America has a sick problem
Ellie Konfrst | Tuesday, September 14, 2021
Nearly a year ago today, a CNN article proclaimed that “things are most likely never going ‘back to normal.’” At the time, that wasn’t really a controversial statement — it was the prevailing sentiment among people who spent too much time reading the news. The COVID-19 pandemic had shaken the foundations of our “normal,” and six months in it really did feel like the world we left behind in the early months of 2020 was gone forever.
A year later, I don’t really know where we stand on “back to normal.” It’s been a rollercoaster of a year, with everyone waiting with baited breath through a vaccine winter wonderland, a spring re-awakening, a summer o’ fun and a doom and gloom early fall. Despite the dreaded Delta variant, however, things certainly look much more “normal” now than at this time last year. Airports are filling up again, most colleges are back to in-person classes and, most importantly, Notre Dame Stadium is once again open to the public.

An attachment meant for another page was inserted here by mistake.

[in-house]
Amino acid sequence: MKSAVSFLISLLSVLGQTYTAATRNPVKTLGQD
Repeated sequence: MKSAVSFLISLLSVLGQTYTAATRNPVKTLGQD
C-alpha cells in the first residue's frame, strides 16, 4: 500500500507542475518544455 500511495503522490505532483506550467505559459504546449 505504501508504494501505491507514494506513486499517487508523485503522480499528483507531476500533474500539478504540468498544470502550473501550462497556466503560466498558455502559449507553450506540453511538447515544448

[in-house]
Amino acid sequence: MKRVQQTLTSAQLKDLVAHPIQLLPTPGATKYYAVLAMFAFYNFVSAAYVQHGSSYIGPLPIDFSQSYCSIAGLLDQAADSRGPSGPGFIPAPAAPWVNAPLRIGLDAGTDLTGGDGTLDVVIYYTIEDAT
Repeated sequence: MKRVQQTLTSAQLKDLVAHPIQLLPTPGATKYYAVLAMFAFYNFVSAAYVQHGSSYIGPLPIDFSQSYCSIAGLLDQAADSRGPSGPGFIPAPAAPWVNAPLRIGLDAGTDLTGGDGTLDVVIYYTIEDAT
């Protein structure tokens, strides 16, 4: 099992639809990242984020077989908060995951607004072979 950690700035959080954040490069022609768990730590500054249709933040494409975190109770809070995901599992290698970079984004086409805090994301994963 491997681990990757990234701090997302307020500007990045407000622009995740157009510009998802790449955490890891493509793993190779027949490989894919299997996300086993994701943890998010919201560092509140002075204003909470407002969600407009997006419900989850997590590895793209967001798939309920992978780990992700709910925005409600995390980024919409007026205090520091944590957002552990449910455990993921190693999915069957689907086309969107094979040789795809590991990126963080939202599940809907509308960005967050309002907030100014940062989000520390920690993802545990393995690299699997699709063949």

These are all examples of a delightful normal, one full of hugs and maskless laughter and estranged families reuniting. I have recently, however, been reminded of some of the less-than-ideal things about our former “normal.”
If you’ve never lived in a dorm, sharing germs and bathrooms with 300 other teenagers, you’ve probably never experienced the “freshman flu,” but I’m sure you can surmise what it is. Pretty much every year, at pretty much every college, it seems like all the freshmen on campus, and a good chunk of upperclassmen, come down with the same vague cold. Thanks to extensive masking and social distancing regulations in place last year, it seemed like the freshman flu had been largely defeated. Now that we’re back to “normal,” however, it’s back with a vengeance, and it seems to be hitting the Class of 2025 harder than ever.